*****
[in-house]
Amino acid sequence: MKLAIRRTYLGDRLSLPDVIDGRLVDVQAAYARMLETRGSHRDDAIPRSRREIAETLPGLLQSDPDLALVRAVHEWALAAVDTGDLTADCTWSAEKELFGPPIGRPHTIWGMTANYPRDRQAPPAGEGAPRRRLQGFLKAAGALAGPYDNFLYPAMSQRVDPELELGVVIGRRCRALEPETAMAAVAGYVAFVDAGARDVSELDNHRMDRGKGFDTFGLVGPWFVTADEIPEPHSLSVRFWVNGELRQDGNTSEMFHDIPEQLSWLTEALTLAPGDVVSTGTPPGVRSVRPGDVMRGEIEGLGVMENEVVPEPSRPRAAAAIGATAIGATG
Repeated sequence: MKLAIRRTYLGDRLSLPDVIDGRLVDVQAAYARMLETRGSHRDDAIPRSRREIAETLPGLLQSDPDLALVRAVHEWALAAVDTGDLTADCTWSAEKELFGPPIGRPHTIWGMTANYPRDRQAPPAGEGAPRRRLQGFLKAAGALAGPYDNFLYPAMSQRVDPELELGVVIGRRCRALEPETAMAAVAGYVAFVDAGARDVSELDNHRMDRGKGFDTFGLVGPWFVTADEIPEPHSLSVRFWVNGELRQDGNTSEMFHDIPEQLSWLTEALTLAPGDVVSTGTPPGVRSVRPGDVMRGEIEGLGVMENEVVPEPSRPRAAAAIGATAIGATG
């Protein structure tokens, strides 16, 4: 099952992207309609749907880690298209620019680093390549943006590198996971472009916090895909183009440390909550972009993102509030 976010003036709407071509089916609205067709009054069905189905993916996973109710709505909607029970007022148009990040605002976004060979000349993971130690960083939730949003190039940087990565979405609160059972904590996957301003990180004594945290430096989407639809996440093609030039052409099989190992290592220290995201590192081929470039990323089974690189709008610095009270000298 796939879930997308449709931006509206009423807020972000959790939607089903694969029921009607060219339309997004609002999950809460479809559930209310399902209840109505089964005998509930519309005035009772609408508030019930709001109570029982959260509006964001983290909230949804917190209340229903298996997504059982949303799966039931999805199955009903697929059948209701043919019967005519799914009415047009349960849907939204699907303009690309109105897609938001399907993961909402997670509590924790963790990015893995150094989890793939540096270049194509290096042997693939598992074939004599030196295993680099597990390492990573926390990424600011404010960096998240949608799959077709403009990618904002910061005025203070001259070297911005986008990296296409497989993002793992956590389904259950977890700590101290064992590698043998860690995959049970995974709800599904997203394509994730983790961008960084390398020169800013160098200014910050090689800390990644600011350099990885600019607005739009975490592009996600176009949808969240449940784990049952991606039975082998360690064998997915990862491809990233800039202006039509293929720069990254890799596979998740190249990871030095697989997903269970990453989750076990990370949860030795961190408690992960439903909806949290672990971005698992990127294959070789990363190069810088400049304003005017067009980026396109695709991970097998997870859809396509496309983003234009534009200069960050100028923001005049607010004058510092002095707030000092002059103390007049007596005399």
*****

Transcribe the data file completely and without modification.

[in-house]
Amino acid sequence: MKLAIRRTYLGDRLSLPDVIDGRLVDVQAAYARMLETRGSHRDDAIPRSRREIAETLPGLLQSDPDLALVRAVHEWALAAVDTGDLTADCTWSAEKELFGPPIGRPHTIWGMTANYPRDRQAPPAGEGAPRRRLQGFLKAAGALAGPYDNFLYPAMSQRVDPELELGVVIGRRCRALEPETAMAAVAGYVAFVDAGARDVSELDNHRMDRGKGFDTFGLVGPWFVTADEIPEPHSLSVRFWVNGELRQDGNTSEMFHDIPEQLSWLTEALTLAPGDVVSTGTPPGVRSVRPGDVMRGEIEGLGVMENEVVPEPSRPRAAAAIGATAIGATG
Repeated sequence: MKLAIRRTYLGDRLSLPDVIDGRLVDVQAAYARMLETRGSHRDDAIPRSRREIAETLPGLLQSDPDLALVRAVHEWALAAVDTGDLTADCTWSAEKELFGPPIGRPHTIWGMTANYPRDRQAPPAGEGAPRRRLQGFLKAAGALAGPYDNFLYPAMSQRVDPELELGVVIGRRCRALEPETAMAAVAGYVAFVDAGARDVSELDNHRMDRGKGFDTFGLVGPWFVTADEIPEPHSLSVRFWVNGELRQDGNTSEMFHDIPEQLSWLTEALTLAPGDVVSTGTPPGVRSVRPGDVMRGEIEGLGVMENEVVPEPSRPRAAAAIGATAIGATG
């Protein structure tokens, strides 16, 4: 099952992207309609749907880690298209620019680093390549943006590198996971472009916090895909183009440390909550972009993102509030 976010003036709407071509089916609205067709009054069905189905993916996973109710709505909607029970007022148009990040605002976004060979000349993971130690960083939730949003190039940087990565979405609160059972904590996957301003990180004594945290430096989407639809996440093609030039052409099989190992290592220290995201590192081929470039990323089974690189709008610095009270000298 796939879930997308449709931006509206009423807020972000959790939607089903694969029921009607060219339309997004609002999950809460479809559930209310399902209840109505089964005998509930519309005035009772609408508030019930709001109570029982959260509006964001983290909230949804917190209340229903298996997504059982949303799966039931999805199955009903697929059948209701043919019967005519799914009415047009349960849907939204699907303009690309109105897609938001399907993961909402997670509590924790963790990015893995150094989890793939540096270049194509290096042997693939598992074939004599030196295993680099597990390492990573926390990424600011404010960096998240949608799959077709403009990618904002910061005025203070001259070297911005986008990296296409497989993002793992956590389904259950977890700590101290064992590698043998860690995959049970995974709800599904997203394509994730983790961008960084390398020169800013160098200014910050090689800390990644600011350099990885600019607005739009975490592009996600176009949808969240449940784990049952991606039975082998360690064998997915990862491809990233800039202006039509293929720069990254890799596979998740190249990871030095697989997903269970990453989750076990990370949860030795961190408690992960439903909806949290672990971005698992990127294959070789990363190069810088400049304003005017067009980026396109695709991970097998997870859809396509496309983003234009534009200069960050100028923001005049607010004058510092002095707030000092002059103390007049007596005399």